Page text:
“Do you think it’s too much?”
“I think it’s what you want.”
I’ll be honest – I had such high expectations for this movie I kind of had to be numb to them. Baz Luhrmann has been one of my favourite directors for a long time now and I didn’t even want the fear of a letdown. Though none of them struck me as anything special the first time round (some of them, actually, irritated the heck out of me), I’ve come to view every one of his 4 previous features as a pretty unbroken chain of perfection.
Some people found the idea of him doing The Great Gatsby – in 3D, no less – was a bizarre move. I immediately thought it sounded perfect. Luhrmann has always – even when working in a low budget with his first, Strictly Ballroom – revelled in excess. “But Gatsby isn’t about excess! It’s about the folly of excess!” I’ve heard some cry. Yes. But you have to show the excess in order to criticise it, and Luhrmann does just that, as only Luhrmann can – did anyone think the garish design in Strictly made that world look desirable? If the image of Gatsby alone in his coffin with none of his party “friends” around at the bitter end doesn’t do it for you, I don’t know what to think.
At first I feared perhaps the whole thing was too Luhrmann, with particular reference to Moulin Rouge. Nick is a single writer who stumbles into this world of opulence, our representative, just like Christian in Moulin Rouge, the camera swooping through “oldefied” New York streets, and into Gatsby’s party mansion, extraordinarily similar to our introduction to the famed Paris club in 2001.
But as the movie settled into its own thing, I thought maybe this familiar entry point was sort of deliberate. I read “The Great Gatsby” as a teenager at school and its been sort of tainted for me ever since. At the time I struggled to understand it at all – I’m sure less to do with the book’s quality (it’s quite beloved, don’t you know…) than a teaching method that gave me no way in to the material. I passed whatever exams that quizzed me on it, I guess, but I was only ever regurgitating what I’d been told. I can honestly say that till I saw the last moments of this movie, though I could’ve told you what that last sentence of Fitzgerald’s novel meant, I honestly didn’t understand it in my own way. It could even be an age/experience thing – maybe at 33 I could read the book and get so much more out of it now than I did then. But I’m 33, slightly lazy in such things, and probably wouldn’t have even considered reading Gatsby again if not for Luhrmann’s movie.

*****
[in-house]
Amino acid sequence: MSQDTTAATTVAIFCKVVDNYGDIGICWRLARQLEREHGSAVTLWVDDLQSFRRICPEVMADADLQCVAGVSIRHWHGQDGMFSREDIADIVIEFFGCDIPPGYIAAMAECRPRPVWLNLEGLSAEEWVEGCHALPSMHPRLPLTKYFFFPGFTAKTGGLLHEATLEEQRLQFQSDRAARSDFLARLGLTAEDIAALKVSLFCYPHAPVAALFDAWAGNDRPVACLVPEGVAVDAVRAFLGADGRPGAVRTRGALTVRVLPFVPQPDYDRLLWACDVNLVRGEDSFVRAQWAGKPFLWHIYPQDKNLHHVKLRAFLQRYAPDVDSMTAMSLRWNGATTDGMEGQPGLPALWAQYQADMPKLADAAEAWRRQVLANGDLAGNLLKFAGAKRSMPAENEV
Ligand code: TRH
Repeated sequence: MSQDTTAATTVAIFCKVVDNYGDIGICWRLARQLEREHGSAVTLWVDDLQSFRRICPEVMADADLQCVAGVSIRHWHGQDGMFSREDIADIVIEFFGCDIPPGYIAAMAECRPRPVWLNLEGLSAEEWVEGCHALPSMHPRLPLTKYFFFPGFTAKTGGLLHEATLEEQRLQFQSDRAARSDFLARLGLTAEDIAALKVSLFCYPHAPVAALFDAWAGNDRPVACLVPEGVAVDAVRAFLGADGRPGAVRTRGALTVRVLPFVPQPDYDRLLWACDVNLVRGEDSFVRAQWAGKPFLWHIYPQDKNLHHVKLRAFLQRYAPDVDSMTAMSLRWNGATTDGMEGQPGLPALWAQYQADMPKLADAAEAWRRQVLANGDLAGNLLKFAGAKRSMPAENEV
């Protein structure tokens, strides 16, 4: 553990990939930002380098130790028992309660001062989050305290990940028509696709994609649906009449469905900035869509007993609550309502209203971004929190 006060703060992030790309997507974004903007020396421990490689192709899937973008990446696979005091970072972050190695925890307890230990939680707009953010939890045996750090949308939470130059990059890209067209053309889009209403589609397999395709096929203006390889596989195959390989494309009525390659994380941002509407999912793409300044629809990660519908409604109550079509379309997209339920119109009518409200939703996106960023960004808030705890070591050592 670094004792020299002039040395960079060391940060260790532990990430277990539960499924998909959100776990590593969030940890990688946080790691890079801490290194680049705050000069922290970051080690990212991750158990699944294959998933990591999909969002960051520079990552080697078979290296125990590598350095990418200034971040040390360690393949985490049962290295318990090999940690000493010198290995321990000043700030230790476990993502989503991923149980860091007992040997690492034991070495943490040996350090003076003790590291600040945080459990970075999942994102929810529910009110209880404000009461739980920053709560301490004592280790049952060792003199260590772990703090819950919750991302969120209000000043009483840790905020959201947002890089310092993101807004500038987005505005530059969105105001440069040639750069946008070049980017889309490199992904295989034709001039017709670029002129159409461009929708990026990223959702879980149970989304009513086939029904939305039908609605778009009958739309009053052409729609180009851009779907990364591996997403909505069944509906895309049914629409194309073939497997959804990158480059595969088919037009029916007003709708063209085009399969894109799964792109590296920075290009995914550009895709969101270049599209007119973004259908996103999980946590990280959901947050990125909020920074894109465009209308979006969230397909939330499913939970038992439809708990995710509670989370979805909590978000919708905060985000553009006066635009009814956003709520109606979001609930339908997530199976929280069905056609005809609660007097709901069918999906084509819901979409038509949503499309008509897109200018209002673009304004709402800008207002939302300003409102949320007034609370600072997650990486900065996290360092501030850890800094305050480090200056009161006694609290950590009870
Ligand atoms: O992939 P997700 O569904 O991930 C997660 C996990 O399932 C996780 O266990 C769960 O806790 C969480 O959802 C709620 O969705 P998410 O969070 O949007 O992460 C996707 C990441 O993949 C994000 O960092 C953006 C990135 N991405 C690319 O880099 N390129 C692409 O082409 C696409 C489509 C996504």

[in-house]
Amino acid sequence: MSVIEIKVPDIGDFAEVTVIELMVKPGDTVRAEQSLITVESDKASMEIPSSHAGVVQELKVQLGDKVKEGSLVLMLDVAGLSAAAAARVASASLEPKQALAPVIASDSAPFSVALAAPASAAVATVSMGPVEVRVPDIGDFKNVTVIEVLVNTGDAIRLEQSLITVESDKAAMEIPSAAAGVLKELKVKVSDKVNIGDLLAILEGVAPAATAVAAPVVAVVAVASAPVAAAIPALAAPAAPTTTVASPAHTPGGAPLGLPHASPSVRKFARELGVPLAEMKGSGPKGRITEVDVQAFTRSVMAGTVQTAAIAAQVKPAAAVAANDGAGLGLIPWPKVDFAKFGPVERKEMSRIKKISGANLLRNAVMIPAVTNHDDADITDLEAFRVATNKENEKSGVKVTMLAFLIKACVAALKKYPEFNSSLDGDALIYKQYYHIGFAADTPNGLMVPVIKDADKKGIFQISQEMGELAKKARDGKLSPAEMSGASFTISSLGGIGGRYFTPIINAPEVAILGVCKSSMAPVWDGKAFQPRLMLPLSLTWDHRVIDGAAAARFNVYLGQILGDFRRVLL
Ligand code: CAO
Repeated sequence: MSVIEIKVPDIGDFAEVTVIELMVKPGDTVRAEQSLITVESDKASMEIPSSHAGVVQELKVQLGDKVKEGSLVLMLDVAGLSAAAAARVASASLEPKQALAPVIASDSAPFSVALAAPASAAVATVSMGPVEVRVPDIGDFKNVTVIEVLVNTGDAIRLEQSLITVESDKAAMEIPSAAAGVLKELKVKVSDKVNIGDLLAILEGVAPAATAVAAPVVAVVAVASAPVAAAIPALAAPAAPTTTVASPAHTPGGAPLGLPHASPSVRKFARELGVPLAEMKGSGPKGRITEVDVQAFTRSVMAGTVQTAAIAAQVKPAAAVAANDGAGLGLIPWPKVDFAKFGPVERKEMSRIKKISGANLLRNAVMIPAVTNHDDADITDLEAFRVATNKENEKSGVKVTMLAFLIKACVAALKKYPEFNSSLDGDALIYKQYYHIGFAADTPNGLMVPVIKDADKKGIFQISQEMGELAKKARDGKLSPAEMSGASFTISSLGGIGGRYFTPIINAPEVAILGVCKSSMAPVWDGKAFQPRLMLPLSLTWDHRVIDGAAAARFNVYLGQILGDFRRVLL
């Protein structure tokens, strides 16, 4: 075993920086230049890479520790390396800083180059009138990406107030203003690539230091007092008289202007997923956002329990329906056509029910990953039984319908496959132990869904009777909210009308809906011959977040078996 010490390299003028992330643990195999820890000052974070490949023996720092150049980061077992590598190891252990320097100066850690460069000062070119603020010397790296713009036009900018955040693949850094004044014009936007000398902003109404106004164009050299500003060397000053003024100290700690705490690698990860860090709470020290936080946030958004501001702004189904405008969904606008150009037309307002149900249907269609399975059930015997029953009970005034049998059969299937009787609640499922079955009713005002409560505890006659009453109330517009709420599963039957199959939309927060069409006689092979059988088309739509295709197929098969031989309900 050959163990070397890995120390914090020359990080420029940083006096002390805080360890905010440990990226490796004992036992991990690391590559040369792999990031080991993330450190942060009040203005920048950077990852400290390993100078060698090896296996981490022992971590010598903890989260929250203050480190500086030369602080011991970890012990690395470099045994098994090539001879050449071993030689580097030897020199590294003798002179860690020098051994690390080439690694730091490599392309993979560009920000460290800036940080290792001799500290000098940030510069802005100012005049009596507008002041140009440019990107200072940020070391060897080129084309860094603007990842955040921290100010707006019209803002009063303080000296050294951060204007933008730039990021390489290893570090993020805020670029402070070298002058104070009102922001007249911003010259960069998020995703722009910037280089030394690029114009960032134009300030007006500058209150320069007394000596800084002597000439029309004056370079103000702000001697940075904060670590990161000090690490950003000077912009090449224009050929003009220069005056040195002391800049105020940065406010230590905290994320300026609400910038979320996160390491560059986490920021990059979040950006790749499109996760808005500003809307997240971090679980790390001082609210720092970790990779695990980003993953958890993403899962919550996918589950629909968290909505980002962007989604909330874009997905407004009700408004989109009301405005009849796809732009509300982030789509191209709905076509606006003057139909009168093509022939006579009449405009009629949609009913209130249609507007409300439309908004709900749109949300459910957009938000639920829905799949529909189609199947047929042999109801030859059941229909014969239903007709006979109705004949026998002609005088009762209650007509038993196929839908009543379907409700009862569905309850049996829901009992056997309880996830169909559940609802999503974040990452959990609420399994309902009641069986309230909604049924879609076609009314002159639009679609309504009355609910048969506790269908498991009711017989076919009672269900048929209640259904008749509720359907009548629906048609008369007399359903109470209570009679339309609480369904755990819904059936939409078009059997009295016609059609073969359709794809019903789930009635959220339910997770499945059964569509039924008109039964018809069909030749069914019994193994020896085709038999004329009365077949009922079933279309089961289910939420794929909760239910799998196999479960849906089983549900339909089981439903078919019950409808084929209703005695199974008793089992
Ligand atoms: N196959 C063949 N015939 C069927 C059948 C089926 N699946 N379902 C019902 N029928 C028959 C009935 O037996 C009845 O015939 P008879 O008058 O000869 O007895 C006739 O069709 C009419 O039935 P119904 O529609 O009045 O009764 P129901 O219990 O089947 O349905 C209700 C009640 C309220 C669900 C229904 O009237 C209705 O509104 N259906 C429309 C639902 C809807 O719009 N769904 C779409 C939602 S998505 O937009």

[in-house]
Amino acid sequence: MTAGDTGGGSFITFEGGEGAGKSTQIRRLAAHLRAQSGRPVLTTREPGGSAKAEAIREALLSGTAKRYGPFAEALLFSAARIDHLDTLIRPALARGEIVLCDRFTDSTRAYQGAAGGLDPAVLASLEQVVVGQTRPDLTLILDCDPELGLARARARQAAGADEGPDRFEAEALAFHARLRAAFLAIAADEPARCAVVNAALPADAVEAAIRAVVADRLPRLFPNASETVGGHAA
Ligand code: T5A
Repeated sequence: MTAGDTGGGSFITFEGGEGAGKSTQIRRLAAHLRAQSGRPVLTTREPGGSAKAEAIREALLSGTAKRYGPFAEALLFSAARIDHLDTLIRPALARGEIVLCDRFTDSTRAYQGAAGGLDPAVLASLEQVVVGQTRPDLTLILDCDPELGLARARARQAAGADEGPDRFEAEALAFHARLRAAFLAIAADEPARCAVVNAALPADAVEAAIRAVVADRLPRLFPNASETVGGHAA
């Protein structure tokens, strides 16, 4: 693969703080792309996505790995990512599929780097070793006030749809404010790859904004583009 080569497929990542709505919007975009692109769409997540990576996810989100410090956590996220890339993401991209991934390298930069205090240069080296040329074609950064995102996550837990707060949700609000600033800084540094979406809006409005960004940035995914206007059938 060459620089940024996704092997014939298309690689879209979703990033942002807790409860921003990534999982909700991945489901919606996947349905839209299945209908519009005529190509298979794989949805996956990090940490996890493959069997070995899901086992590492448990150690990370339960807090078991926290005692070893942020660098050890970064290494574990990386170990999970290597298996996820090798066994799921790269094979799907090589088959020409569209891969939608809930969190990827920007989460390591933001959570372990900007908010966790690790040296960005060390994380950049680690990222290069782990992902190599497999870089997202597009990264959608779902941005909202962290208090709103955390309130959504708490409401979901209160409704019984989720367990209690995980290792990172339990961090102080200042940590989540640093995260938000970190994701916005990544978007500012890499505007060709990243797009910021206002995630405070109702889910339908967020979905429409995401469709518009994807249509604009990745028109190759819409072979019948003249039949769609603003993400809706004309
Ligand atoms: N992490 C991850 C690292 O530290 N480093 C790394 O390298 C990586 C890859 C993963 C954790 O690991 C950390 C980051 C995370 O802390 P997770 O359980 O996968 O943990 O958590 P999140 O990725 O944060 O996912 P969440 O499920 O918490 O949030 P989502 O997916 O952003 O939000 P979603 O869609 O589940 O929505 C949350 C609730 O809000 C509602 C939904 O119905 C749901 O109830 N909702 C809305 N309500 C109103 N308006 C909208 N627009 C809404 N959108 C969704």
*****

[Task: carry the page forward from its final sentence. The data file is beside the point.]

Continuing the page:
I was surprised in the run up to the film’s release that most of the buzz pertained to the Jay-Z soundtrack and I’m even more surprised having seen the movie. The whole hip-hop idea doesn’t seem nearly as well developed and integrated as Luhrmann’s musical ideas, in particular, for Moulin Rouge and Romeo+Juliet. Most of the music in fact seemed to me to be Craig Armstrong’s characteristically lush and emotional piano and strings (I don’t like being hit over the head emotionally by many people but Armstrong, like Luhrmann, is one of the few.)
I try to avoid mentioning the 3D when I see these movies because I don’t believe it should matter and be more of a kind of garnish – the movie should still work (and I’m sure it does) without it, but it’s just a nice little extra. From first shot and title sequence to last, honestly the 3D here puts all others I’ve seen (and I’ve seen most of the big ones) to shame. I’d entirely forgotten about the whole “green light” thing in the book but the first shot of it here knocked the breath out of me… just the most perfect use of depth I have ever seen. Of course there’s the sheets, shirts, sparkly things, gimmicky 3D stuff as you’ve seen in the trailer, but there’s plenty of beautifully subtle stuff too.
I saw some criticism of Carey Mulligan’s portrayal of Daisy who (at least in the opinion of whoever wrote it) was (apparently, I can’t remember) much colder in the novel. As with much of the comments (many before actually seeing the movie) about the use of 3D, I feel this misses Luhrmann’s intent. She’s clearly still cold in her actions at the end of the movie – what we’re seeing in Mulligan is perhaps what Gatsby sees in Daisy, and what Nick sees in Gatsby… what does drive a person so lost to hold such hope?
As I said, I’ve never warmed fully to Luhrmann’s movies on a first viewing. But clearly this one (perhaps because it’s the first I’ve watched on the big screen?) is an exception, so I look forward to seeing how it holds up to further viewings (probably without the 3D – though the upcoming 3D Doctor Who special certainly has me tempted to save up for a 3D set). Clearly I’m not coming to it as a great worshipper of the novel (I certainly intend to give it another go after this though) – but what I loved most about it is that, however he went about it, Luhrmann gave me a way in to understanding Fitzgerald’s work on my own terms – I either never was told about the “extraordinary gift for hope” in Gatsby when I was at school or I had just not suffered enough disappointment at the time to see it for myself – or maybe Luhrmann was the only person who could show me. I know some people don’t need that kind of accessibility, but a lot of people do – and what he’s done with Fitzgerald for me here is as miraculous as how modern he made Shakespeare’s words sound back in 1996.